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Amputation Malpractice

Coming to grips with a decision to amputate a limb is a heartbreaking one that is all too often compounded when there is a medical mistake resulting in the amputation.  Such medical negligence generally falls into one of five categories:  (1) human error in removing the wrong limb; (2) mistakes made intra-operatively during a procedure for another reason; (3) failure to appropriately stop the spread of infection; (4) failure to recognize an adverse  /allergic reaction to medications such as Heparin; and (5) human error in a pre-operative diagnosis.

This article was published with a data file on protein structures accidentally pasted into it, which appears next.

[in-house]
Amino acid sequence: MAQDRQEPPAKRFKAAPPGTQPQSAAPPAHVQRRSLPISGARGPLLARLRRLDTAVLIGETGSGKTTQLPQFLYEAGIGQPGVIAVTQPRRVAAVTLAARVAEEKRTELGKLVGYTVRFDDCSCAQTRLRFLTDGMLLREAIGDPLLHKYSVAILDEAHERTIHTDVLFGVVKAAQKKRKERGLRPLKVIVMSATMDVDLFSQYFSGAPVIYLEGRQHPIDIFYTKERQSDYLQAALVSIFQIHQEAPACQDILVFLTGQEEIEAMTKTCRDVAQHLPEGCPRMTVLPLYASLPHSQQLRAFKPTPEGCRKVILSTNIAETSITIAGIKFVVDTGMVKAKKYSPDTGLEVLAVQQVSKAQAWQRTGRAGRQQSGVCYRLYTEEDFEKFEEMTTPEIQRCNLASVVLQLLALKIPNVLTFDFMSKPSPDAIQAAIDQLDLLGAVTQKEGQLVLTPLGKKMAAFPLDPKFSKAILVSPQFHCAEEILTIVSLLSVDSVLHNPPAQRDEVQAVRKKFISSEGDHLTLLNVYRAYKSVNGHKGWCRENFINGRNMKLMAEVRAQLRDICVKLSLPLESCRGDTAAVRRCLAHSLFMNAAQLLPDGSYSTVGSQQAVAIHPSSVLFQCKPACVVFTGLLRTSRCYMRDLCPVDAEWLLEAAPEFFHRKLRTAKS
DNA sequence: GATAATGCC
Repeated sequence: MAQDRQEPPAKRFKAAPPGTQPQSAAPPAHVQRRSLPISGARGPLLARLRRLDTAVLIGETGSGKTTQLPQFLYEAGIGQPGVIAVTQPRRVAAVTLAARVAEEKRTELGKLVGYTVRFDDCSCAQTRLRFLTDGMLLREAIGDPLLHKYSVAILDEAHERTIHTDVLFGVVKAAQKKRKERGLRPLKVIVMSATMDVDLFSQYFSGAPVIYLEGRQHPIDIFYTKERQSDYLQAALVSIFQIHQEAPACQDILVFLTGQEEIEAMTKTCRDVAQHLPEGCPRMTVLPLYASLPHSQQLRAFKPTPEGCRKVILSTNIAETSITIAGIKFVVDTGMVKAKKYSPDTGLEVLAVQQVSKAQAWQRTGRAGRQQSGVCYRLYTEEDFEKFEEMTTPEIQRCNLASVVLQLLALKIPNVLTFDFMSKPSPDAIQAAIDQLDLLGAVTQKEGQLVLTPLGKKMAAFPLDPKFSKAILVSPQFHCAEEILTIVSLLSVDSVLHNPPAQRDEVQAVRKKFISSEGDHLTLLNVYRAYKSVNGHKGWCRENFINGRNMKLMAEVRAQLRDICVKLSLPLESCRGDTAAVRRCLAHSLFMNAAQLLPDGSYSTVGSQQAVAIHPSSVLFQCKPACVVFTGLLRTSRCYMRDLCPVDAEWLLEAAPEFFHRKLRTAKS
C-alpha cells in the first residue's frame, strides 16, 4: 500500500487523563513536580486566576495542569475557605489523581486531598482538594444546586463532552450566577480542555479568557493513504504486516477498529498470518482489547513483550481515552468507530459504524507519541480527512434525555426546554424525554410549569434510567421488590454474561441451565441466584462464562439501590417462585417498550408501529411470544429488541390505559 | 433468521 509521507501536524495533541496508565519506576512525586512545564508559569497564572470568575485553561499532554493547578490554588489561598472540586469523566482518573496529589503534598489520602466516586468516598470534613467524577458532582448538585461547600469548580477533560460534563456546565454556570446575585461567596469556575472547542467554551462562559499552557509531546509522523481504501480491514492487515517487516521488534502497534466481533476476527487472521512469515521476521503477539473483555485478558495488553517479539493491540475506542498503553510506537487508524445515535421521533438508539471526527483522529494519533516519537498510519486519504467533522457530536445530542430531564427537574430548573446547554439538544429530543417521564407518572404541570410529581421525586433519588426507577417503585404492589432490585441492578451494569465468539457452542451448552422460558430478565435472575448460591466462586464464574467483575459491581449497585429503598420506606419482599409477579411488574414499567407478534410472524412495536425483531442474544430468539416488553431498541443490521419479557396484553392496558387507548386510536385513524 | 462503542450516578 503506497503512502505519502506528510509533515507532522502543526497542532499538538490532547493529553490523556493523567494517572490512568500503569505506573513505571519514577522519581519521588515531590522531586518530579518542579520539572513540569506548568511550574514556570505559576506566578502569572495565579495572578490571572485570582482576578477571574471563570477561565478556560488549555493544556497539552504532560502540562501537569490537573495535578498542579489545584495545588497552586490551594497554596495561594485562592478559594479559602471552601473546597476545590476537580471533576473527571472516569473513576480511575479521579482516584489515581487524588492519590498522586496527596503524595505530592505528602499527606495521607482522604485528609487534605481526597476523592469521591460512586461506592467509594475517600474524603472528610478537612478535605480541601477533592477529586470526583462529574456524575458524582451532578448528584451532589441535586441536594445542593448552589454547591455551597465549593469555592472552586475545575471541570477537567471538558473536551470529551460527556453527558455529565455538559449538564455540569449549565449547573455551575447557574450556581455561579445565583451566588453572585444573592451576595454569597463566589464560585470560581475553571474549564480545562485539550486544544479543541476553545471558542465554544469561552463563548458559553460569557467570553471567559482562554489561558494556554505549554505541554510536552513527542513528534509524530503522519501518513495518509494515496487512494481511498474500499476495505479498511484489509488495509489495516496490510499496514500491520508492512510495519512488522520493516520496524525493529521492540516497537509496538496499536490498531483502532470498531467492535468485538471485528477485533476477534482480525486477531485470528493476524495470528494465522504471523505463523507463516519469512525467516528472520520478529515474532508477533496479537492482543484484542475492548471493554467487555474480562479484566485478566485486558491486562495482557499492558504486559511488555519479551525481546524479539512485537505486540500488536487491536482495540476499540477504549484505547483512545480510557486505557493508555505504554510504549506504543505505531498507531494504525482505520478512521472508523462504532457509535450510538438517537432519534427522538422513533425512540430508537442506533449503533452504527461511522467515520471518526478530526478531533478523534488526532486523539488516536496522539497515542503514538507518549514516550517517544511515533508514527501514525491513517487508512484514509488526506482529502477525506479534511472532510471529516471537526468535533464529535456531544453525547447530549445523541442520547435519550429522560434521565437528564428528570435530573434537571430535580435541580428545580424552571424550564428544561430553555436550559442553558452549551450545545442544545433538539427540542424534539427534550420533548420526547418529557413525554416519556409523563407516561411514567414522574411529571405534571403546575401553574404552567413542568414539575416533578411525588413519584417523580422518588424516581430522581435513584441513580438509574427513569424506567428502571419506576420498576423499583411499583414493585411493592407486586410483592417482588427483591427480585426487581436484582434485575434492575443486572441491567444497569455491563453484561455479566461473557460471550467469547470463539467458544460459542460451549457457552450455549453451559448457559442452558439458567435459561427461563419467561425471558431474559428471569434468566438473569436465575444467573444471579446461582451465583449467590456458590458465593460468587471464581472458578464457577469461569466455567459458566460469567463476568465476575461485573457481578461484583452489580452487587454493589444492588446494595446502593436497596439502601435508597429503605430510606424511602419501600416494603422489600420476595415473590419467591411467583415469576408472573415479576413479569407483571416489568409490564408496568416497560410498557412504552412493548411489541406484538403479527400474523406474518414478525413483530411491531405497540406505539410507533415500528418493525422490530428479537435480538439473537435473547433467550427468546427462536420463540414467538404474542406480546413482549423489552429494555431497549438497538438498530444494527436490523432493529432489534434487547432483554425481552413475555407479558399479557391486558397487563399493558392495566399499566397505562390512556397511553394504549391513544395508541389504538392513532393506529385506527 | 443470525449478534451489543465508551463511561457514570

Despite state-of-the-art advancements in how to appropriately document what part of the body is to be operated on pre-operatively, and then double and triple check that fact in the operating room with the patient prior to the operation, episodes of human error still occur.  In short, the errors usually begin with the simple erroneous recordation of the limb to be removed (right vs. left).  This information is then relayed to individuals in the operating room who mark the patient’s limb to be removed.  Although patients are supposed to be part of the “limb identification” process, they are often mistakenly not asked to verify what the health care providers have assumed is accurate.   A second cause of erroneous amputations occurs when health care providers are operating on a limb during an operation and make a mistake during that procedure that results in the need to amputate that limb (when that was never the plan all along).  A third example of amputation error occurs when the physician is aware of the presence of an infection such as gangrene, attempts to remove the infected tissue or bone and stop the infection, but does so negligently, allowing for the continued spread of infection and ultimate need to amputate the limb.  A fourth example occurs in the setting of a known patient allergy to a particular medication, i.e., a patient’s allergy to Heparin a blood thinner.  A small percentage of patients who receive Heparin develop what is known as Heparin Induced Thrombocytopenia (“HIT”), a condition in which the patient’s blood will actually begin to clot immediately upon the introduction of Heparin into their bloodstream.  The end result is the cessation of blood flow to the limb or limbs and the death of the surrounding tissue, leading to amputation or even worse, death.  Finally, amputation errors can occur in the pre-operative setting, again due to human error.  The most common type of error that our office sees in this setting is one in which the physician negligently diagnoses a patient with cancer in a limb and advises the removal of that limb.  Post-operatively when the tissue from that limb is examined by a pathologist, it is discovered that the physician negligently diagnosed the patient with cancer, when in fact he/ she did not have cancer.  In short, the procedure to remove the limb was unnecessary.  

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